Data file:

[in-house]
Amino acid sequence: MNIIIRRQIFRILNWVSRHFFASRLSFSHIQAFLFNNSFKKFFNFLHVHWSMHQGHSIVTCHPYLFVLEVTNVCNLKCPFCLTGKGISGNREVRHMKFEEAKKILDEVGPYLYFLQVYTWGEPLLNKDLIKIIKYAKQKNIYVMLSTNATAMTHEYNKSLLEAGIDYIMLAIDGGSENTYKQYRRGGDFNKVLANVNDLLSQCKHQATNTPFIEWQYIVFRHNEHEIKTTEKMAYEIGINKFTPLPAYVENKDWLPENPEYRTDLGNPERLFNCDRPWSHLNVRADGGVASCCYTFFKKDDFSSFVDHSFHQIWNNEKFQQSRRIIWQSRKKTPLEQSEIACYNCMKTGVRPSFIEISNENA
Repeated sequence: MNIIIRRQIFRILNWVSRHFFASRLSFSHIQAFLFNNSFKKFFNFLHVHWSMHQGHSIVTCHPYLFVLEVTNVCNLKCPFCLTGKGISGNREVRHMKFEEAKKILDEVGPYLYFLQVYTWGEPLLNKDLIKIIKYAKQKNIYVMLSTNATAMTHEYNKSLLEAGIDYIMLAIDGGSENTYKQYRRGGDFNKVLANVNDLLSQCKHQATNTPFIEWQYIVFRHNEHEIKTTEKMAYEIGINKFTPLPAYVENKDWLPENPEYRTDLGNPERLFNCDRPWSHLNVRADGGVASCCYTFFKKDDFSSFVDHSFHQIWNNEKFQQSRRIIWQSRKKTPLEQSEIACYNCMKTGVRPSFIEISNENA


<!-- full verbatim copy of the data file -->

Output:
[in-house]
Amino acid sequence: MNIIIRRQIFRILNWVSRHFFASRLSFSHIQAFLFNNSFKKFFNFLHVHWSMHQGHSIVTCHPYLFVLEVTNVCNLKCPFCLTGKGISGNREVRHMKFEEAKKILDEVGPYLYFLQVYTWGEPLLNKDLIKIIKYAKQKNIYVMLSTNATAMTHEYNKSLLEAGIDYIMLAIDGGSENTYKQYRRGGDFNKVLANVNDLLSQCKHQATNTPFIEWQYIVFRHNEHEIKTTEKMAYEIGINKFTPLPAYVENKDWLPENPEYRTDLGNPERLFNCDRPWSHLNVRADGGVASCCYTFFKKDDFSSFVDHSFHQIWNNEKFQQSRRIIWQSRKKTPLEQSEIACYNCMKTGVRPSFIEISNENA
Repeated sequence: MNIIIRRQIFRILNWVSRHFFASRLSFSHIQAFLFNNSFKKFFNFLHVHWSMHQGHSIVTCHPYLFVLEVTNVCNLKCPFCLTGKGISGNREVRHMKFEEAKKILDEVGPYLYFLQVYTWGEPLLNKDLIKIIKYAKQKNIYVMLSTNATAMTHEYNKSLLEAGIDYIMLAIDGGSENTYKQYRRGGDFNKVLANVNDLLSQCKHQATNTPFIEWQYIVFRHNEHEIKTTEKMAYEIGINKFTPLPAYVENKDWLPENPEYRTDLGNPERLFNCDRPWSHLNVRADGGVASCCYTFFKKDDFSSFVDHSFHQIWNNEKFQQSRRIIWQSRKKTPLEQSEIACYNCMKTGVRPSFIEISNENA